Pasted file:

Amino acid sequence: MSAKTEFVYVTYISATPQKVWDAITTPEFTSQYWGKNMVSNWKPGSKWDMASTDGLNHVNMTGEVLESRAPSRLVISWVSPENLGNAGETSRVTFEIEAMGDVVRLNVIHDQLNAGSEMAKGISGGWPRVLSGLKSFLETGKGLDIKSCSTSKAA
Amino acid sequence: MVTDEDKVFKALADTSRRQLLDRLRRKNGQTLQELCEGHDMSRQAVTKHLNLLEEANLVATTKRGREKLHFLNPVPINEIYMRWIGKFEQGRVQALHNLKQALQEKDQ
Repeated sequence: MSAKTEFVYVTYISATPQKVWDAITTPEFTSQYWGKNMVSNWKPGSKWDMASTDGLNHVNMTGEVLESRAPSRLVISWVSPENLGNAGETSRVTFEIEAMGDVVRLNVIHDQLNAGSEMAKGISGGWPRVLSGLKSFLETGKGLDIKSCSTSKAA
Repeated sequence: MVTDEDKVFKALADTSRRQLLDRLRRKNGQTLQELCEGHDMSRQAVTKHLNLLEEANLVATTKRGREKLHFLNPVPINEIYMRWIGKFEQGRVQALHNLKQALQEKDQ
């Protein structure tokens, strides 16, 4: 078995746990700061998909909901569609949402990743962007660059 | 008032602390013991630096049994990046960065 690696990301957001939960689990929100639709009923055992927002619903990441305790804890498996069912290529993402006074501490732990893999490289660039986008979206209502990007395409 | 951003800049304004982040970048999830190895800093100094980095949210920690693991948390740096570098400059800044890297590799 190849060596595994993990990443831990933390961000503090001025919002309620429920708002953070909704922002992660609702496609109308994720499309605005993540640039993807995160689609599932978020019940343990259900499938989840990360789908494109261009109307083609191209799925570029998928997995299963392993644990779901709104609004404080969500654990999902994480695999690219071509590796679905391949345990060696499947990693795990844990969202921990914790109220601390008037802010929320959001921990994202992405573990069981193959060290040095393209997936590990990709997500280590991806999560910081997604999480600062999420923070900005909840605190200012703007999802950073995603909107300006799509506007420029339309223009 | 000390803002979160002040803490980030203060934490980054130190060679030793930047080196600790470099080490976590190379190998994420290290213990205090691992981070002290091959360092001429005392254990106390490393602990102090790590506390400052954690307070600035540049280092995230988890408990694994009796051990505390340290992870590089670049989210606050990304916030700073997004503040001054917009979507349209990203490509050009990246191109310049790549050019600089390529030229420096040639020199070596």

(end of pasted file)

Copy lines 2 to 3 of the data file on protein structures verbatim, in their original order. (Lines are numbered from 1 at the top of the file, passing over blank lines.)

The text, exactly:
Amino acid sequence: MVTDEDKVFKALADTSRRQLLDRLRRKNGQTLQELCEGHDMSRQAVTKHLNLLEEANLVATTKRGREKLHFLNPVPINEIYMRWIGKFEQGRVQALHNLKQALQEKDQ
Repeated sequence: MSAKTEFVYVTYISATPQKVWDAITTPEFTSQYWGKNMVSNWKPGSKWDMASTDGLNHVNMTGEVLESRAPSRLVISWVSPENLGNAGETSRVTFEIEAMGDVVRLNVIHDQLNAGSEMAKGISGGWPRVLSGLKSFLETGKGLDIKSCSTSKAA